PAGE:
The ice piece dispensing apparatus of the present invention further includes means for effecting a sealing closure of the chute opening after a preselected delay period.
Thus, the present invention comprehends an improved dispensing apparatus wherein the delivery chute is effectively closed at all times other than when ice pieces are being delivered through the chute to effectively preclude undesirable delivery of warm air inwardly through the wall means defining the delivery chute to the ice maker compartment. The invention comprehends the effective closure of the chute opening releasably for a preselected delay period after release of the actuator and nonreleasably subsequent thereto until a reactuation of the dispensing means is effected.
The present invention represents an improvement over prior art devices in that closure of the chute opening will be effected even if the delay means fails to operate, thereby preventing an extended period of refrigerator operation during which warm room air can enter the freezing compartment by way of the open chute.
The effective minimizing of warm air delivery to the ice maker provides improved efficiency in the ice making operation and improved maintenance of the formed ice pieces as separate elements in the storage means thereof. As the mechanism permits the free delivery of the last ice pieces following release of the actuator, there is no need to delay closing of the chute opening to prevent jamming of such pieces as is required in the prior art devices.
Thus, the ice piece dispensing apparatus of the present invention is extremely simple and economical of construction while yet providing the improved ice piece dispensing functioning discussed above.
Other features and advantages of the invention will be apparent from the following description taken in connection with the accompanying drawing wherein:
FIG. 1 is a front elevation of a refrigeration apparatus having an ice piece dispensing means embodying the invention;
FIG. 2 is a fragmentary perspective view illustrating the provision of the ice maker apparatus in the freezer compartment of the refrigeration apparatus and the mounting of the dispensing structure on the freezer door thereof;
FIG. 3 is a fragmentary enlarged front elevation of the dispensing structure in the access opening of the door;
FIG. 4 is a fragmentary enlarged vertical section taken substantially along the line 4--4 of FIG. 3 illustrating the arrangement of the dispensing apparatus in the non-dispensing condition;
FIG. 5 is a fragmentary section similar to that of FIG. 4, but with the dispensing apparatus as arranged during the dispensing operation;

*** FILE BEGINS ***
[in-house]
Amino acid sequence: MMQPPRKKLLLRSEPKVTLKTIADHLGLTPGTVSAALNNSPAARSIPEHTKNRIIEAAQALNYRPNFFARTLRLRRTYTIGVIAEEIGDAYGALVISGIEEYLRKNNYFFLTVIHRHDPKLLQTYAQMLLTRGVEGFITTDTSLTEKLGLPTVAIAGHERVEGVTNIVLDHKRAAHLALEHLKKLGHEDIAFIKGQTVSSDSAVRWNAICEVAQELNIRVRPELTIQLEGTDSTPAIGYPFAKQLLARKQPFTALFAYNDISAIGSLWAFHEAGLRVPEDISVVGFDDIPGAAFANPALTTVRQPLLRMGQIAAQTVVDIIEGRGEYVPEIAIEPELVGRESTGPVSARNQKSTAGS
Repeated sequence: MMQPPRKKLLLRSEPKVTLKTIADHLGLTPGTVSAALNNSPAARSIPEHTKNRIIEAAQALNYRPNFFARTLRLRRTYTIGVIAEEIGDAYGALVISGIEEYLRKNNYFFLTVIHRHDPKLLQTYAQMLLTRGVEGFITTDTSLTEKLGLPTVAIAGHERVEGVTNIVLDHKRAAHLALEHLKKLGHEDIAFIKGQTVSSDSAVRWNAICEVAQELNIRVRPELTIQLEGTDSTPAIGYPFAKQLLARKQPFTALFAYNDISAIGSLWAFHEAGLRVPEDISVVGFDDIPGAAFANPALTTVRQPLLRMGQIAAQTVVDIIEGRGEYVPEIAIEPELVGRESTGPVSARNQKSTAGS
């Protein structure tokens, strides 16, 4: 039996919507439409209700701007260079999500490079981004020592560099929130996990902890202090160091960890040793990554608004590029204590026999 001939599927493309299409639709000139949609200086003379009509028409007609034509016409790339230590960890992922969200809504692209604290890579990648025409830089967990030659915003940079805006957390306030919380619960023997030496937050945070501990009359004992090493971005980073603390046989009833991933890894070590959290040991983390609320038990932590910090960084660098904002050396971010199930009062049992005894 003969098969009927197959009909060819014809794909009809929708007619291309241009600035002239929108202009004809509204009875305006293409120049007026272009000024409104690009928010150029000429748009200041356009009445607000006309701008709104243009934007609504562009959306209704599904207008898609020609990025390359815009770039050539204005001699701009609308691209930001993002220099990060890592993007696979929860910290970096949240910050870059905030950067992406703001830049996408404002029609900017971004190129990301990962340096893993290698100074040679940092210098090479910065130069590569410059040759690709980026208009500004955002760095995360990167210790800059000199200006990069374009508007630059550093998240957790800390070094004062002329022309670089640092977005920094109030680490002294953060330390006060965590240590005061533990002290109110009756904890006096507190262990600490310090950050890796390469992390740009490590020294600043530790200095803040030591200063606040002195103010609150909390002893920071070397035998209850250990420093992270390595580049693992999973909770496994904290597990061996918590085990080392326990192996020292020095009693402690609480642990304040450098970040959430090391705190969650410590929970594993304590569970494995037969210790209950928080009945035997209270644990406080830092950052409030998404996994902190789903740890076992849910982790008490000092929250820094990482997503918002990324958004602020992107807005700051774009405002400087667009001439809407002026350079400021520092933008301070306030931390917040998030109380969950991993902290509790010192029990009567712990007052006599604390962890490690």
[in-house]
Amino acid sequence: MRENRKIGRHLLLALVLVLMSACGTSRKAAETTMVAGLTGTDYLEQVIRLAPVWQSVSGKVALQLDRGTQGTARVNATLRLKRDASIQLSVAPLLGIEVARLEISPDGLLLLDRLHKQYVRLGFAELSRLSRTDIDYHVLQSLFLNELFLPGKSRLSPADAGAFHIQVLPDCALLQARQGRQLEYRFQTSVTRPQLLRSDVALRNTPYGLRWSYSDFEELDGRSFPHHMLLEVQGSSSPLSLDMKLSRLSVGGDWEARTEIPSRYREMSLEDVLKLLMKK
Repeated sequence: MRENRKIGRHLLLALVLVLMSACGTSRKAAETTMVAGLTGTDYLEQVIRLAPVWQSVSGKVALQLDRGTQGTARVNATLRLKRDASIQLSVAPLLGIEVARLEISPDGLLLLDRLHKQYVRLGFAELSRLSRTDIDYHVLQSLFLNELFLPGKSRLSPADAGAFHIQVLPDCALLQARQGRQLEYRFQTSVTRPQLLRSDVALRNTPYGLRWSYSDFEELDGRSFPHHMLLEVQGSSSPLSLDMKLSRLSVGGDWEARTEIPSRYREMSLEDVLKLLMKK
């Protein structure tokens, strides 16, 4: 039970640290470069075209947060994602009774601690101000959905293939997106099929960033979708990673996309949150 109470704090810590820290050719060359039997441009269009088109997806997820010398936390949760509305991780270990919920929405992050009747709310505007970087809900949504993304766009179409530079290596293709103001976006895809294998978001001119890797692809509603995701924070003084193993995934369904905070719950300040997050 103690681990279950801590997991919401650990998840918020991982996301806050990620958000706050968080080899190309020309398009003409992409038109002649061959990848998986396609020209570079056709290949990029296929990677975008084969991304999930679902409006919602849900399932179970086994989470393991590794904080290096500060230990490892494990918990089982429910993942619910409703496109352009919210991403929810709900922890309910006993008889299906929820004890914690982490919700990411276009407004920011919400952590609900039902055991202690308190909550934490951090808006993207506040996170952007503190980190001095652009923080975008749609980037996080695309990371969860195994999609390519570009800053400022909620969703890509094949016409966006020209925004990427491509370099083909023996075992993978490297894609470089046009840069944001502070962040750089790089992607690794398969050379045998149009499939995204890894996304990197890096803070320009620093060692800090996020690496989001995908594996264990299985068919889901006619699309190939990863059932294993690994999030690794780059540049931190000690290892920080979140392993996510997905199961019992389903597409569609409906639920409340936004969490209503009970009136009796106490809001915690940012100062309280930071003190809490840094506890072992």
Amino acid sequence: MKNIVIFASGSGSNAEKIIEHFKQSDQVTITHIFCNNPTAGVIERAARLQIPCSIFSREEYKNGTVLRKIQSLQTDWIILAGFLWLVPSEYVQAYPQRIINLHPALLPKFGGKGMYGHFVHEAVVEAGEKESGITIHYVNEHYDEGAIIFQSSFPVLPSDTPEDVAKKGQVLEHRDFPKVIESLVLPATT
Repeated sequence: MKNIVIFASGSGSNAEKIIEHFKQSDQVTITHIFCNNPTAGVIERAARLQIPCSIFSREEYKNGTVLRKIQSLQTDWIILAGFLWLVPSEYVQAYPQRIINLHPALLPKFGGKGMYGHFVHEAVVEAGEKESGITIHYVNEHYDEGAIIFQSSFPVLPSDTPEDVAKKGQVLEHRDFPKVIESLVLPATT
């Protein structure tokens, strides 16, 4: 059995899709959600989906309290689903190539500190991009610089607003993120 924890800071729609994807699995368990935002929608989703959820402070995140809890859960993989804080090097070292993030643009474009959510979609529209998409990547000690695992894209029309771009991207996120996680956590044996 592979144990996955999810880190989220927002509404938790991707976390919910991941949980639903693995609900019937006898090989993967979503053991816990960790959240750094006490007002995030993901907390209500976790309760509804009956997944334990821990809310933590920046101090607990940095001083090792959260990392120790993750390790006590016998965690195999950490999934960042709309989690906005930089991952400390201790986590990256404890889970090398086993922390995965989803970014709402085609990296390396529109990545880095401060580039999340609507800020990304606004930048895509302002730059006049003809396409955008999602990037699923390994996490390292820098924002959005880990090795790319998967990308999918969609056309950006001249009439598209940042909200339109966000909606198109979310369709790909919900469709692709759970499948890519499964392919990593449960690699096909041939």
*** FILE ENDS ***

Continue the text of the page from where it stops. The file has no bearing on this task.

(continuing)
FIG. 6 is a vertical section similar to that of FIG. 5, but with the dispensing apparatus arranged in the chute-blocking position as immediately upon release of the actuator in full lines, and with the closure fragmentarily shown spaced from the chute opening to accommodate the passing of an ice piece from the delivery chute subsequent to the release of the actuator; and
FIG. 7 is an exploded view of the closure mechanism.
In the exemplary embodiment of the invention as disclosed in the drawing, a refrigeration apparatus generally designated 10 is shown to comprise a side-by-side apparatus having an above-freezing portion 11 and a freezer portion 12. Portions 11 and 12 are provided with suitable front doors 13 and 14, respectively. Freezer door 14 may be provided with a through-the-door dispensing means generally designated 15 including a refrigerated water dispenser 16 and an ice piece dispenser 17. As shown in FIG. 4, door 14 is provided with a downwardly, forwardly inclined delivery chute 18 defining an outer opening 19 through which ice pieces 20 (FIG. 5) may be dispensed in a controlled dispensing operation. Opening 19 is defined by a wall portion 44 of the rear wall 21 of the dispensing means 15 effectively defining a forward extension portion of the chute 18.
As shown in FIG. 2, the ice pieces may be formed in an ice maker generally designated 22 mounted in the freezer compartment 23 of the freezer portion 12. The freezer compartment includes a collecting bin 24 which stores the ice pieces and delivery means 25 adjacent bin 24 for selective delivery to the dispensing means 15 through an outlet 25a opening into chute 18. Delivery means 25 is responsive to actuation by a switch 26 in the dispenser 17 to effect selective delivery of ice pieces from the delivery means 25 downwardly through chute 18 to the access space 27 defined by the dispensing means 15.